July/August 2003 | Monitor on Psychology | Vol. 34 No. 7

July 2003 Monitor cover

COVER:
Psychology and the prison system

Woman with post-it note on forehead

FEATURES

Remembering right

False memories are a part of life, but new research suggests ways to minimize them.

Putting consumers in the driver's seat

A new idea in health-care plans--consumer-driven care--is gaining popularity with employers. How might it affect psychology?

Virginia managed-care suit could set precedent against managed care

Plaintiffs in the case have filed an appeal on fraud charges, clearing the way to shape public policy.

Does industry funding deserve a bad rap?

Partnering with industry--though it can be lucrative--can challenge scientific reporting and exchange. Psychologists and universities are learning ways to negotiate this increasingly common relationship.

Making sense of chords and conversations

New research is exploring how the brain processes music and language.

Combined and integrated

Doctoral training programs that blend school, counseling and clinical psychology find their voice.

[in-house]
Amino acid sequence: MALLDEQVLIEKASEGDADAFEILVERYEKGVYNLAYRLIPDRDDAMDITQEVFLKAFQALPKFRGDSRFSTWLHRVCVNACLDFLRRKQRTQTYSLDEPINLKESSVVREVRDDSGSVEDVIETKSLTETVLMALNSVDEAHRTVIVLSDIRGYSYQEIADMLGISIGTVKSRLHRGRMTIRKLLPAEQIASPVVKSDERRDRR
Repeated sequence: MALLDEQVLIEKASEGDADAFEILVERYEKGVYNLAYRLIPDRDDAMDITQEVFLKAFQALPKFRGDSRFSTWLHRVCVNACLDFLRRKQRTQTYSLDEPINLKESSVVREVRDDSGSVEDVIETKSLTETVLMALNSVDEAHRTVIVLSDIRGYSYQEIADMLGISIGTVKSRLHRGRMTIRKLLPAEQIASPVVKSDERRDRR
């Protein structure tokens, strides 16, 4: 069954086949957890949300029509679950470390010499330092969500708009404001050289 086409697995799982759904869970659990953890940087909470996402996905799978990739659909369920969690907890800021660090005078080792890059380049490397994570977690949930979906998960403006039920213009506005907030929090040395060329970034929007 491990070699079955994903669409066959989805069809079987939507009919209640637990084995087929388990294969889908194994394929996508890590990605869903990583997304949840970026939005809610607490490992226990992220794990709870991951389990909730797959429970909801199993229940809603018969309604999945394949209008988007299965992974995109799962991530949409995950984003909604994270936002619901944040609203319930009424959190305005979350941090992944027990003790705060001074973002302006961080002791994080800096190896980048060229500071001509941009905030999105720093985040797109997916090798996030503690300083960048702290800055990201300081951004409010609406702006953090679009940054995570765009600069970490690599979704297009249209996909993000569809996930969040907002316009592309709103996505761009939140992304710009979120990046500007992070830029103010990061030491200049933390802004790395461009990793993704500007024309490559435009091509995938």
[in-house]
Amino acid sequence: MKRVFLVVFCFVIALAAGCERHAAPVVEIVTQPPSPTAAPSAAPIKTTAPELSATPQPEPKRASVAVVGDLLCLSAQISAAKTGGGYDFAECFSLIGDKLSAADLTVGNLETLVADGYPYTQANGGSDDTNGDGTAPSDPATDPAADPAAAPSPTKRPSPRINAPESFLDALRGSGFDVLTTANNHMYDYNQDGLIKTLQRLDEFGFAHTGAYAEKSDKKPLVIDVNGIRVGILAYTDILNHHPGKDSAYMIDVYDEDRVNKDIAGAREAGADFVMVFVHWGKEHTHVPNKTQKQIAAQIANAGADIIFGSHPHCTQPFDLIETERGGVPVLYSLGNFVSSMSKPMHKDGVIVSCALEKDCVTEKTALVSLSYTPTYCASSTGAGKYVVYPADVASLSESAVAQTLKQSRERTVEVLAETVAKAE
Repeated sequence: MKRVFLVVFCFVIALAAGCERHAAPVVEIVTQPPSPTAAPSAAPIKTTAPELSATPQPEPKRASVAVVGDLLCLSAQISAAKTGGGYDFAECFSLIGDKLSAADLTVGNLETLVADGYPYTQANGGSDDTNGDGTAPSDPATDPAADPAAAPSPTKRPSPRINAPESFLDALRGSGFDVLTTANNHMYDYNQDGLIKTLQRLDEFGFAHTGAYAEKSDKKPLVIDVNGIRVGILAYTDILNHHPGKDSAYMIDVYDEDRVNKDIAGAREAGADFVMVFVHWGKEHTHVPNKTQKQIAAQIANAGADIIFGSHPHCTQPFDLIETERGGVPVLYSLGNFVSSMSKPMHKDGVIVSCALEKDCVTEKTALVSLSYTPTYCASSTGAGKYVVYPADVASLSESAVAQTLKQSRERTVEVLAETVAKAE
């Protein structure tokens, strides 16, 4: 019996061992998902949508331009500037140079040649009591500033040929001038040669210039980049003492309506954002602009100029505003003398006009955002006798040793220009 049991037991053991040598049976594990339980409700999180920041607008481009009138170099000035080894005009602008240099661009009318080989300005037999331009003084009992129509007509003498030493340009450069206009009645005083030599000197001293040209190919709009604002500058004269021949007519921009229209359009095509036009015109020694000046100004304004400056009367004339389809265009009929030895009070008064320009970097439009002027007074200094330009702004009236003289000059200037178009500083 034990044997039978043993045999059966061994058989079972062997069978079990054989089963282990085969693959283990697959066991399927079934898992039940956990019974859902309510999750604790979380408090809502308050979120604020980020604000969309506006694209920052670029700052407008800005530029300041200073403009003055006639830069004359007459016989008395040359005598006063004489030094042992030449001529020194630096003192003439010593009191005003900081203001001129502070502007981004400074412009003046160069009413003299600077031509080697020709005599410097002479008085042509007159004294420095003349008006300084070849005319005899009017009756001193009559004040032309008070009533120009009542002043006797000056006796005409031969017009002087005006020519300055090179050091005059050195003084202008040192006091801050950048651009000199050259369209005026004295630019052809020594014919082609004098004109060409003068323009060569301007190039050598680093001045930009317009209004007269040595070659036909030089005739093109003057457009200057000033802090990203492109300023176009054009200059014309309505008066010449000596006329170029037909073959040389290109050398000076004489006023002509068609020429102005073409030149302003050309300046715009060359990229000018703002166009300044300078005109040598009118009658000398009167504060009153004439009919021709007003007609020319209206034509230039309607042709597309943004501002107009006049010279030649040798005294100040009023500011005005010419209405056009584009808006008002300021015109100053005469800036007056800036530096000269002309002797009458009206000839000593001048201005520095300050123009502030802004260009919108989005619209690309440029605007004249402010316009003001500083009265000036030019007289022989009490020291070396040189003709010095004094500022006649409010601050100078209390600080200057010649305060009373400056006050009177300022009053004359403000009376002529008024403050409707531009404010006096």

Working for safer skies

A psychologist led the drive to heighten airport security after Sept. 11 and continues the work.

Method man

Lee Sechrest's unyielding pursuit of methodological soundness was honored at a recent festschrift.

A voice for women in prison

A Boston psychologist helps victims of family violence.

Helping inmates cope with prison life

This psychologist's passion is ensuring that incarcerated men get mental health help.

Bringing the anti-violence message to young black males

A psychologist reaches incarcerated "hip hop" teens in terms they understand.

Psychologists shape national policy

From boosting science education to modernizing Medicare, APA's fellows are bringing psychological expertise to bear on policy-making.

Digging beneath the surface

APA's new sculpture captures a psychologist's passions for psychology and art.

Corrections

CORRECTIONS